In order to turn it on, you simply need to log into your admin dashboard of your router. Usually it's 192.168.1.1 . Then look for something like "Firewall" written in your settings area. Then all you need to do is to turn it on and apply those changes. For best practices of network firewall, go to this article. Apart from this, we have our own firewalls 101 for you.
4. Activate VPN
Consider a VPN (Virtual Private Network) is a tunnel between your device and any internet website. VPN helps you to bypass regional restrictions over certain sites as well as staying secure at public WiFi hotspots.
When you visit a site/app after enabling a VPN service (after buying it), the data between your device and that site goes to and from the VPN service's server. Usually that VPN server is placed in remote locations such as UK, Germany, Hong Kong etc. To know more about these VPNs, read this VPN guide by Cloudwards.net
Using a VPN generally slows down your internet speed, but that's nothing in comparison to an almost foolproof security.
5. Disable Remote Access
This feature is usually disabled in some routers by default. Enabling it means that you can access your router's web admin panel using internet, even if you're not connected to your home network. While it sounds good to access your network settings on the go, this might give hackers a chance, a very little chance, to get into your network. Apart from this, you may have heard about the principle of least privileges.
Disabling remote access would prevent any device, which is not connected to your network, to access your router's private settings.
6. Reboot Your router
Rebooting router might seem like a very little tweak but believe me, it's not. Think of your router like any other device e.g: Smartphone, which needs to be restarted once a day in order to stay fresh.
7. Install An Open-source Firmware
The default firmware of a router doesn't usually allows too much features in it. A god option in that scenario is to replace that firmware with the linux-powered DD-WRT firmware.You can read this guide to install the DD-WRT, but for the sack of this article, here are some of the important steps.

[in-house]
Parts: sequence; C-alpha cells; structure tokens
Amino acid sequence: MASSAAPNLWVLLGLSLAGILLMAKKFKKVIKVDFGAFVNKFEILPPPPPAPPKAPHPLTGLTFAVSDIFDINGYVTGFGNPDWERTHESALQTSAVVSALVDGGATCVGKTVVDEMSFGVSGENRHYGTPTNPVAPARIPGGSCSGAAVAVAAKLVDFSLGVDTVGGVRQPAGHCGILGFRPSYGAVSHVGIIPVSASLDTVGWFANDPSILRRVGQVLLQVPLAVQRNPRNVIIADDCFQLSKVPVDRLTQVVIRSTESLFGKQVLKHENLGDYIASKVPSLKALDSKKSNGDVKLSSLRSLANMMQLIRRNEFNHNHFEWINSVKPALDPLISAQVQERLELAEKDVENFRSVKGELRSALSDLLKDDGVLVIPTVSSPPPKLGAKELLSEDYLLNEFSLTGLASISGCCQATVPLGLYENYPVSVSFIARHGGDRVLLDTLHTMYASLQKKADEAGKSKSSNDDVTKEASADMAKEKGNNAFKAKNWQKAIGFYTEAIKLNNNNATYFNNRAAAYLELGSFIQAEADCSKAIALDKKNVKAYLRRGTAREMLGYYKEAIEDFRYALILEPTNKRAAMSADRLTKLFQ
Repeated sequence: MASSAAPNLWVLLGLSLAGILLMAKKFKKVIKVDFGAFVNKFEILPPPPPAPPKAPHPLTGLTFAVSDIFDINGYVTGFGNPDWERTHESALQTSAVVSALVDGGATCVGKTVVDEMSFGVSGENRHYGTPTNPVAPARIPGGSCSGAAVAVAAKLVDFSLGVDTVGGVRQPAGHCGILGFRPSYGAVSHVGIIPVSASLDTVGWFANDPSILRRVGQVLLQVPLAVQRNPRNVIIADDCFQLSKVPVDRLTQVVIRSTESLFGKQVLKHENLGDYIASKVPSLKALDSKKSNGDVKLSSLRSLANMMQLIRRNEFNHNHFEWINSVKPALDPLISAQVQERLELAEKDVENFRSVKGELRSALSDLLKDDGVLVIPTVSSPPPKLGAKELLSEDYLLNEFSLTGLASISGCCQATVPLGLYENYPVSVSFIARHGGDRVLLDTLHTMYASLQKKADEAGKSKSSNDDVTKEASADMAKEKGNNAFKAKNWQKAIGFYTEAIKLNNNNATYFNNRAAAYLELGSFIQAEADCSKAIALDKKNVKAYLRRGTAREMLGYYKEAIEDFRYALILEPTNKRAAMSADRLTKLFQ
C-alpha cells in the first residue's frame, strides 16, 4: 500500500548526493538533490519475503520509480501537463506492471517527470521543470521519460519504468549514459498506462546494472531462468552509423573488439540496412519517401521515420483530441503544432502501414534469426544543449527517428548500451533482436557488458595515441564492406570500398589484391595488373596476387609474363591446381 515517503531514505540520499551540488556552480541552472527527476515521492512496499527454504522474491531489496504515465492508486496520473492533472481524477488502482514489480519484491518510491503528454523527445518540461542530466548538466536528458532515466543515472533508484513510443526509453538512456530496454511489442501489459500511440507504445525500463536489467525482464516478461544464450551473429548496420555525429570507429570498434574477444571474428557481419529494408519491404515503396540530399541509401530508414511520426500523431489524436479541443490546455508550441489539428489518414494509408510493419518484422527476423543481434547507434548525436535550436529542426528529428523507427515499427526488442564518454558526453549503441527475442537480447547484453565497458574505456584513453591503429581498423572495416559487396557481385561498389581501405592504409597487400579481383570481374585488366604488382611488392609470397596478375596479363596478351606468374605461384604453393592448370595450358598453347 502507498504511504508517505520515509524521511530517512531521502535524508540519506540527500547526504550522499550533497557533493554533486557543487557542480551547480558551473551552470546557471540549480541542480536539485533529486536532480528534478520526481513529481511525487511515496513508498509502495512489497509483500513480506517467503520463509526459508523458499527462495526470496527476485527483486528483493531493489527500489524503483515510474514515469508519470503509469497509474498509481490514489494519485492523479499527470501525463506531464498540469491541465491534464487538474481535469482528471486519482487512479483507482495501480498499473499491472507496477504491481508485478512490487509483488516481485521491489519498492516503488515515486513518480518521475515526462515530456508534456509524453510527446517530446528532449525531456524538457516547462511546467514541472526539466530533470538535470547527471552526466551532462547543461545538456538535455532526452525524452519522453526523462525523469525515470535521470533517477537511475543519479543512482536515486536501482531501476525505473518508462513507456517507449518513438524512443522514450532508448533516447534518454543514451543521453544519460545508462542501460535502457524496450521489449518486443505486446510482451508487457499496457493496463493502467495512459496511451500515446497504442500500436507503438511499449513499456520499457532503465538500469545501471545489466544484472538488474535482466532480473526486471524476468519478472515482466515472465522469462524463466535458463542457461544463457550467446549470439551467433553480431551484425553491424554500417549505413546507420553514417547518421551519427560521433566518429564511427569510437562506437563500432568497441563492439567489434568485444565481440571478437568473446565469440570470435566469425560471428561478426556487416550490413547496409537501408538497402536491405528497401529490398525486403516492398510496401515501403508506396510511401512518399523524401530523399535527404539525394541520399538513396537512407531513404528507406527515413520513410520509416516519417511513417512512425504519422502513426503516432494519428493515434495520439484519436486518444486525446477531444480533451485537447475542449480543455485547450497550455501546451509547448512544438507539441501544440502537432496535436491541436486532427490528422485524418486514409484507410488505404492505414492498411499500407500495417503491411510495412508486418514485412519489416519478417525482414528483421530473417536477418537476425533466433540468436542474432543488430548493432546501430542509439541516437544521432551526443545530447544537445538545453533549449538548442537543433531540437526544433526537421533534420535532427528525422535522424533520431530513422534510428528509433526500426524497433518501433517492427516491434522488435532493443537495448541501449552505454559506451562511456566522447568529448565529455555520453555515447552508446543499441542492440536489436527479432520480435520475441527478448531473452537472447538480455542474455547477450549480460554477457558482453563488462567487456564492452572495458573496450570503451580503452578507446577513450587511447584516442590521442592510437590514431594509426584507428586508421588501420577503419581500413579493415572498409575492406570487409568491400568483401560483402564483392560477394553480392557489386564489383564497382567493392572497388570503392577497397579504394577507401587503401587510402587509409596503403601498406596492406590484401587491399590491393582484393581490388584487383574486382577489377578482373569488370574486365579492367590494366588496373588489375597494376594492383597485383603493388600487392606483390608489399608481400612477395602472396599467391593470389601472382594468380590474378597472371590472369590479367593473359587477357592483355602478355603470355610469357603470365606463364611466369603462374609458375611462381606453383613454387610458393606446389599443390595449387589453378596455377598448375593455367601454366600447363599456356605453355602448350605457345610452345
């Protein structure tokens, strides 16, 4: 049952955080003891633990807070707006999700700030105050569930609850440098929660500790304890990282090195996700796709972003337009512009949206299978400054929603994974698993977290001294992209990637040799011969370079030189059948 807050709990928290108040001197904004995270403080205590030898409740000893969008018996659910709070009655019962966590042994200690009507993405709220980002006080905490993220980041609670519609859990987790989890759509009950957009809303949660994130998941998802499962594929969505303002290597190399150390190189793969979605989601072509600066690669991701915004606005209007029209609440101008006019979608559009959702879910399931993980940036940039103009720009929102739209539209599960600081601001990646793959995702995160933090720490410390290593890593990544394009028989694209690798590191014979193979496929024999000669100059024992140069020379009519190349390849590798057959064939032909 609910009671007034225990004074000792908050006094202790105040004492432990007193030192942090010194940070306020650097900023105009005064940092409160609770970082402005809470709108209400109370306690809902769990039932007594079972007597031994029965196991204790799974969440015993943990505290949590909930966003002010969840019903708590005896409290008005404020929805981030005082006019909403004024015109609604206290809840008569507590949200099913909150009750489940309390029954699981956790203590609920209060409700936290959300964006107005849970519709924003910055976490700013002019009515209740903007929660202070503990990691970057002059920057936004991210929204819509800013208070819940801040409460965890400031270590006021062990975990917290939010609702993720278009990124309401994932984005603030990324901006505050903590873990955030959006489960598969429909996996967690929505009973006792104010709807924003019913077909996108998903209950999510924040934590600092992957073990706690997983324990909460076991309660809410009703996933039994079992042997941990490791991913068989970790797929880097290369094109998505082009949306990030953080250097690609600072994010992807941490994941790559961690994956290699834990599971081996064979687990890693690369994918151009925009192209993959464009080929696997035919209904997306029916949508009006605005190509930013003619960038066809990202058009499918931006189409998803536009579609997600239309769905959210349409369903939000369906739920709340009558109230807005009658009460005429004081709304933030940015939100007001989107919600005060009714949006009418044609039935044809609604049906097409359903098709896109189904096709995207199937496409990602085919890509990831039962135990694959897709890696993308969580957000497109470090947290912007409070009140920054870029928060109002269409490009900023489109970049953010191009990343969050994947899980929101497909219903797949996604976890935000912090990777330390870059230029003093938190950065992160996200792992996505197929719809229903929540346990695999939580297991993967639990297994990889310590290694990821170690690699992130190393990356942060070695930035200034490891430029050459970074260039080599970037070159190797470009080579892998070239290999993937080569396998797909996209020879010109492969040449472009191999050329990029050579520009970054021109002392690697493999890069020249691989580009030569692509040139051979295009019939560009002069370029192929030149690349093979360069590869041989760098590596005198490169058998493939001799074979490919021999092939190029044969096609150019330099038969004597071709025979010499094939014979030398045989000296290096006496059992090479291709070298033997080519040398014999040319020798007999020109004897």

Check If Your Router Is Supported
First you need to go to this supported routers' list for DD-WRT. Many routers support DDWRT but on some routers, there are compatibility issues, and they don't support any open-source firmware.
Make Sure You've done research and got the right firmware version.
Now you've got the firmware but to make sure that this is correct firmware and it works too (so that you don't brick your router) you need to do a bit of a research. You can ask the community at DD-WRT.com or click on Wiki link against your router name, like you see in the above image. More you research, more assured you will be.
Install DD-WRT Firmware
Now it's time for proper installation. First, you need to disconnect your router from all devices including power supply and reset it. After resetting, connect your router with your PC. Now here's the tricky part. Actually, installing DD-WRT varies from one router to another.
Most common techniques is to simply go to your web admin panel and install like it's a firmware update. But in some routers that might result in a hardware damage. That's why make sure that you've researched properly. After installing this firmware, you need to perform a 30-30-30 cycle.
First, while your router is plugged in, hold down the reset button for 30 seconds. While holding it, unplug your router and continue to press that button for 30 seconds more. After these 30 seconds, plug the router back and continue to press your reset button until you have passed another 30 second since you connected back your router. Whoa, you've completed this process.
This cycle is necessary in order to make sure there's no garbage in your router's NVram. After this, you're good to go and enjoy DD-WRT features such as Built-in DNS, VPN pass-through capability and Advance QoS etc.
Note: DD-WRT is just one of the many open-source firmwares you can install on your router. Tomato firmware is another good firmware you can opt for. Although it has less advanced features than DD-WRT, it's also more newbie-friendly.
8. Upgrade Your Router Antenna
This technique has less to do with WiFi security and more to do with WiFi signal boosting.
If your router supports external antennas, then it would be a good idea to upgrade your antennas. Antennas come in both Omni-directional and unidirectional types. Since most of built-in antennas are Omni-directional and you're probably facing WiFi connectivity in one area of your house, it's better to go for a unidirectional antenna.
9. Control Bandwidth-Intensive Apps Using QoS
Imagine you're going through a very important call over Skype and WiFi speed goes terrible.
Reason: Some other person in your house is playing random, nonsense YouTube videos in HD. Fortunately here's a thing called QoS (Quality of Serives). Using QoS, you can prioritize different apps over another apps. To know the full potential of QoS, make sure to read this guide.